How to Do a Fuzzy File Search in Linux

When searching for files on the Linuz desktop, you can often rely on the search function of your favorite file manager. The conventional search approach is to apply an exact search, so that only files or directories that perfectly match the search string are displayed.

A fuzzy search, on the other hand, performs an approximate search and, instead of identifying exact matches, displays matching results with every keystroke. the fzf utility identifies itself as a general purpose fuzzy finder. Released under the MIT license, the cross-platform tool can be used on all versions of Linux.

Install fzf on Linux

(Image credit: Tom’s Hardware)

The latest version, version 0.29.0, is offered only in the latest versions of distributions such as Fedora. Manjaro, openSUSE Tumbleweed, Ubuntu, Debian, and Arch, while most others offer older versions in their repositories.

To be installed on a Debian / Ubuntu system

1. Open a terminal.

2. Update the list of repositories. This ensures that we get the latest software.

sudo apt update

3. Install f2f using the apt package manager.

sudo apt install f2f

Besides using the software repositories, there are several other ways to install fzf, including using the homebrew package manager for Mac. Of course, you can also use Git to clone the project directory to your hard drive and then install fzf using the install script. The advantage of using Git over package manager is that we get the cutting edge version.

To be installed via Git

1. Open a terminal.

2. Clone the repository.

git clone --depth 1

3. Change directory to the downloaded Git repository.

cd fzf

4. Run the install script.


The fzf tool supports auto-completion and various key bindings. The install scripts ask if you want to enable them and also offer to edit your ~/.bashrc file. Once enabled, you will be able to deploy the following hotkeys to invoke fzf:

Keyboard binding A function
CTRL+r Search recent command history based on $HISTFILE
CTRL+t Recursive search for filename in $PWD
Alt+c Recursively search for a directory name under the $PWD, and cd into the selected directory

Working with fzf

(Image credit: Tom’s Hardware)

The fzf tool is just a search tool, so it doesn’t make sense to invoke it by itself. Instead, you can use it in conjunction with other commands like cd , or to open files in a text editor like vim or nano.

Before trying this, let’s start with something simple.

1. Open a terminal.

2. hurry Alt+c to activate the phone book search function. This function will only work in your current working directory (PWD). By default, the terminal opens to our residence phone book.

3. Wait for the interactive prompt to load. The first time it loads, it may take fzf a few moments to cache the data.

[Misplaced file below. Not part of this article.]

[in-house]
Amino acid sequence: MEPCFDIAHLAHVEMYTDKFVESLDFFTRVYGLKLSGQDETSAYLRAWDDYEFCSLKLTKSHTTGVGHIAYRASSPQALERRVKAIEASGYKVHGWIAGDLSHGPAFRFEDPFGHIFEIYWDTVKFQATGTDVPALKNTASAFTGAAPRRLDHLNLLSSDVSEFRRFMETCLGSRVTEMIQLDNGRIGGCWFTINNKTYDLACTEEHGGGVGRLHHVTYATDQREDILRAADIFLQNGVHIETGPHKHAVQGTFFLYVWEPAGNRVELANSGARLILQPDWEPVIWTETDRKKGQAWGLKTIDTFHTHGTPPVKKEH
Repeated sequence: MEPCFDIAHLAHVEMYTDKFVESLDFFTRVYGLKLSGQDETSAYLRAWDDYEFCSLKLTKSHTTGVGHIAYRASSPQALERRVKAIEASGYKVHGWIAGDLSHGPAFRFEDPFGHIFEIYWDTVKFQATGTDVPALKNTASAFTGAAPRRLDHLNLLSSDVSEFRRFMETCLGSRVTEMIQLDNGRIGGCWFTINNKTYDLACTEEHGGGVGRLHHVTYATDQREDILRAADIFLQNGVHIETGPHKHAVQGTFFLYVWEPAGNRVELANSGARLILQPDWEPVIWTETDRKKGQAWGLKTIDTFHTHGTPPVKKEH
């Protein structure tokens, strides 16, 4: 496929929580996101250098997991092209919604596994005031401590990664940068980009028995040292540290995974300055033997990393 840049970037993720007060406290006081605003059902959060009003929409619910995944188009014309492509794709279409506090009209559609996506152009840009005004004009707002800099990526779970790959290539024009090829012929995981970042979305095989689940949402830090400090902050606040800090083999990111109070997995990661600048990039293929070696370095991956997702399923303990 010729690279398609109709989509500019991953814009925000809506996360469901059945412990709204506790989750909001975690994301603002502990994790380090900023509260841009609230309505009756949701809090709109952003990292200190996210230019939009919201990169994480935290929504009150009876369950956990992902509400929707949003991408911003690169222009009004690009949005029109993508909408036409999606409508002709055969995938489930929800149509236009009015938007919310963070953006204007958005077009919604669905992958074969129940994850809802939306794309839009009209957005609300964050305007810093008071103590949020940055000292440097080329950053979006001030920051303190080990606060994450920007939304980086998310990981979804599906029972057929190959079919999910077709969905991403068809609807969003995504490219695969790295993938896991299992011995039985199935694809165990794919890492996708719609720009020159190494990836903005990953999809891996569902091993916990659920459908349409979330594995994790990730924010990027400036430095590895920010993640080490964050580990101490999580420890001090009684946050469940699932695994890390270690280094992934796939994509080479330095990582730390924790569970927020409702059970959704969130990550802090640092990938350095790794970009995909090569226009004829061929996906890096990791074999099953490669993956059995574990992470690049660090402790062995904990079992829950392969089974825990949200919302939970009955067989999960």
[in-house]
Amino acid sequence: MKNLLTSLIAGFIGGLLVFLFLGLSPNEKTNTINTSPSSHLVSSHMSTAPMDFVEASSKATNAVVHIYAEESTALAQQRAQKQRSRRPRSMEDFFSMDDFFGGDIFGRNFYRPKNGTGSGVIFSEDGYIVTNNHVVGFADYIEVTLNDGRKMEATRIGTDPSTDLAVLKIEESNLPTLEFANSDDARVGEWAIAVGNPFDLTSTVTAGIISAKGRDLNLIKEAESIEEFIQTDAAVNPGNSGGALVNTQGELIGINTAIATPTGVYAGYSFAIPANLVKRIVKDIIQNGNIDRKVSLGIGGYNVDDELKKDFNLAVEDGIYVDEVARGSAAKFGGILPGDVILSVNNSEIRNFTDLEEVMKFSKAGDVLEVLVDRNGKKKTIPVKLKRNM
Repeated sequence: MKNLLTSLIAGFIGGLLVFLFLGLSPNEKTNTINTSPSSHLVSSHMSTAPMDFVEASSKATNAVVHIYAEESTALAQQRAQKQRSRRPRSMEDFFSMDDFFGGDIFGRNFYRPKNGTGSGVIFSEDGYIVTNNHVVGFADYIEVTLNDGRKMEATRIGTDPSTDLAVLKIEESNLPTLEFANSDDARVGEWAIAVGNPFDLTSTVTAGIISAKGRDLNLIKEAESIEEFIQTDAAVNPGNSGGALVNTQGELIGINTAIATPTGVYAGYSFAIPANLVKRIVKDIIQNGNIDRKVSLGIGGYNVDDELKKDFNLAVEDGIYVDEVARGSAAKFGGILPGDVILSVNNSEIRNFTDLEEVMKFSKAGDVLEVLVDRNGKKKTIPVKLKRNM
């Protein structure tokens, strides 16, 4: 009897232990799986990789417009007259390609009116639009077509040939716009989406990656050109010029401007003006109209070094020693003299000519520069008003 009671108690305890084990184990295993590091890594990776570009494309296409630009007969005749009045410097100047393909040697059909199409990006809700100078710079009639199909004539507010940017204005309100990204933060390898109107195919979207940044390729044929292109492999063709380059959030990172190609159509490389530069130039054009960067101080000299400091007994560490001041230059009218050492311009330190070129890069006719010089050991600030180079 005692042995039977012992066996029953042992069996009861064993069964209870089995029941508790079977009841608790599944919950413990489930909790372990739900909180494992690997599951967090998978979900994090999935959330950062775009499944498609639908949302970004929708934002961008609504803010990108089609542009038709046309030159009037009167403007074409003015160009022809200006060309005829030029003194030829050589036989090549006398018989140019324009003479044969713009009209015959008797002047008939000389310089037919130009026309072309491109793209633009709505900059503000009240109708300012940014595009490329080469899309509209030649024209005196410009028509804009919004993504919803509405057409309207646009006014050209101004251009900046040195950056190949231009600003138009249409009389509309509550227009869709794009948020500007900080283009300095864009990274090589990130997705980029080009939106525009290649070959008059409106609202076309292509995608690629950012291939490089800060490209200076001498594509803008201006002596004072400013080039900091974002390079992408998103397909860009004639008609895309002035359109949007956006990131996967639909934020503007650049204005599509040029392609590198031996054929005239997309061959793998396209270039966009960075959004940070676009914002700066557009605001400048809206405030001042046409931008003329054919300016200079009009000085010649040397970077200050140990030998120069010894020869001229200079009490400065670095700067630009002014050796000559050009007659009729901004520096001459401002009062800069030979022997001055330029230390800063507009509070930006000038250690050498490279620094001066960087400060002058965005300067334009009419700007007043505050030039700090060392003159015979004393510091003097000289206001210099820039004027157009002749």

4. Start typing the name of a directory, for example Videos. The interactive prompt will start showing directories that match the word.

5. Press Enter to change directory. If there are multiple entries, use the up and down arrows to highlight, then press enter to select.

If nothing is found, exit fzf by pressing CTRL+C Where ESC.

Using fzf tab completion

You can use fzf as a replacement for tab completion with all terminal commands. To invoke fzf tab-completion, you must use the identifier ** with a command. Here we use fzf tab-completion with the CD (change directory command) to list all the directories that match our search.

(Image credit: Tom’s Hardware)

1. Open a terminal.

2. Type it CD command then press space, followed by two **. Then press the TAB key to trigger tab completion.

cd **

3. Search for a directory. In our example, we searched for Images. As you type, fzf will search for directories that match the search term. Arrow keys can be used to scroll through a list of entries.

4. Press Enter to select the directory, then press Enter again to change directory.

Another example of tab completion is to use it with the kill command to target a specific application/process and then kill it.

1. Open a terminal.

2. Use tab completion with the to kill order.

kill -9 **

3. Search for an application/process. Inkscape was running in the background, so we chose to research that.

4. Use arrow keys to select the correct process and press Enter to select.

5. Press Enter to run the kill command with the specified process.

(Image credit: Tom’s Hardware)

By default, fzf starts in expanded search mode, which means you can type space-separated keywords to narrow down the file or directory you’re looking for.

However, you can also use different techniques to improve search results. Here we use filename search to find Python files.

1. Open a terminal.

2. Type less then press CTRL+T to open fzf’s filename search tool. To display a file, we use less as it comes with built-in pagination and tools for scrolling large amounts of text.

3. Type the file extension, in this case .py, and add a dollar sign at the end of the line.


4. Use arrow keys to select the correct file and press Enter to select.

5. Press Enter to open the file using less. To research

Table of other improvements

Token Example Explanation
string of characters string of characters Search for a channel
‘string of characters Performs an exact match for elements that include the quoted string
^string ^LXF Lists items that begin with LXF performing an exact prefix match
.format$ .odt$ Lists files that end in .odt format by performing an exact suffix match
!string of characters !dhc List items that don’t include dhc by performing a reverse exact match
!^string ~^LXF List elements that do not start with LXF by performing an exact reverse prefix match
!.format$ !.odt$ Lists files that do not end in .odt format by performing an exact reverse suffix match

This tutorial first appeared in issue 287 of Linux Format magazine.

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